Thicc Stauskas' Big Ten Position Rankings: Tight End
"Caring about this position" is an important factor.
Our position rankings forge on with a look at the Big Ten’s tight end rooms. Here is Dan’s big-ass color-coded spreadsheet, which provides the basis for this list:
Putting this in order was more of a challenge than previous positions since there’s such a wide variety in how (and how much) offenses use their tight ends. We’ve attempted to strike a balance between talent/efficiency and usage/production while also keeping an eye on depth.
It’s hard to separate any part of Northwestern’s anemic offense from the failures of the whole. That said, these guys didn’t do anything to separate themselves. Marshall Lang and Charlie Mangieri combined to average a paltry 4.4 yards per target last year and graded out poorly as blockers. Dan ranked them 20th and 21st out of the 21 tight ends in this exercise. Bleak!
Unlike the Wildcats, Maryland actually target their TEs downfield. Their top returner, last year’s #2 TE Corey Dyches, managed only average production as a receiver, though he flashed some upside as a red zone target. That said, two of his four touchdowns came against Rutgers. The junior needs to improve as a blocker or he could lose time to a more complete TE.
Peyton Hendershot is gone from IU only two years too late. He led a meek Hoosiers passing attack with 43 catches for 543 yards and four TDs, all team highs. Last year’s second TE, junior AJ Barner, didn’t show off the same ability, and he’s the only returner at the position who’s caught a pass. If we were ranking by offseason coach quotes, though, Barner would push IU higher up the list.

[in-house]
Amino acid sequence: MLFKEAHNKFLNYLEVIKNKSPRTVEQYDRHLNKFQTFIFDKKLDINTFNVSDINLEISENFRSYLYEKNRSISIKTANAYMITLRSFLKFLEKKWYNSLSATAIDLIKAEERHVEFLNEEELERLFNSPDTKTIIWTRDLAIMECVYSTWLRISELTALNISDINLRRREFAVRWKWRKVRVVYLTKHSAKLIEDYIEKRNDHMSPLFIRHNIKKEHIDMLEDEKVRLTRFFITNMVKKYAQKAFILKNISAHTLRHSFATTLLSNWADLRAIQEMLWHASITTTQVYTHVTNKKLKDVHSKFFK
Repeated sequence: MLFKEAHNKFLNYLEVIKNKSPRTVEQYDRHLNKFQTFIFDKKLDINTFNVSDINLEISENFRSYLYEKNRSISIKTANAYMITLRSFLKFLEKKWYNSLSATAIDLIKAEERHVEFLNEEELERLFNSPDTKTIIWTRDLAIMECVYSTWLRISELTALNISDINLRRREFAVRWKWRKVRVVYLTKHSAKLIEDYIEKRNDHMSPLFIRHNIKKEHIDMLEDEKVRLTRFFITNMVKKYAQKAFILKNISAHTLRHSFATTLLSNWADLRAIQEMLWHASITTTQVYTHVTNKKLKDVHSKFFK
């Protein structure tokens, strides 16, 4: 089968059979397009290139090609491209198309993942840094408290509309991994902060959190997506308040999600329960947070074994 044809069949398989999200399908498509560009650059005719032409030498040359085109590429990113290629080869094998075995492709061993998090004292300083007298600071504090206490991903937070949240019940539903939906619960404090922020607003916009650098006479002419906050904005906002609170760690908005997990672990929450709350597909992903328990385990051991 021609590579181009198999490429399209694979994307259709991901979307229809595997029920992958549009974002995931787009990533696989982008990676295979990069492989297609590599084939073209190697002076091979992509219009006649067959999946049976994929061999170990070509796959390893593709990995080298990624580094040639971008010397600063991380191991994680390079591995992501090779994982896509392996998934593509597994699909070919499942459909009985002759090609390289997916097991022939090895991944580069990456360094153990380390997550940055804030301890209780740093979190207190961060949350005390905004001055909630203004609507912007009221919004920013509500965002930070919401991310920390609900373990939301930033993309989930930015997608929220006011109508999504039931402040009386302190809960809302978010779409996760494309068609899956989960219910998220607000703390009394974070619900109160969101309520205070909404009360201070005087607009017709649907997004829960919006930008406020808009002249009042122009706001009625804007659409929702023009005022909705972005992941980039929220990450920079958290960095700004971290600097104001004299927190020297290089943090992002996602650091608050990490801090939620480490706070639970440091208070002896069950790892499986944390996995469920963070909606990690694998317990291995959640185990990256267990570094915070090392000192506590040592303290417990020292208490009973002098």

“Offensive weapon” Johnny Langan isn’t a star, necessarily, but he’s one of the Big Ten’s most versatile offensive players. To wit: the former full-time quarterback won team MVP in last year’s Gator Bowl with six catches for 57 yards, six rushes for 20 yards, and 2/2 passing for 21 yards. (Rutgers lost to Wake Forest, 38-10.)
When Langan lines up at TE, he makes the most out of short targets, gaining 6.3 YAC/reception, the fourth-best mark among qualified B1G returning TEs. At 6’3, 235 pounds, he possesses a good combination of speed and power. While he’s (unsurprisingly) not much of a blocker, backup Matt Alaimo is decent in the ground game, even if RU probably doesn’t want to ask anything else of him.
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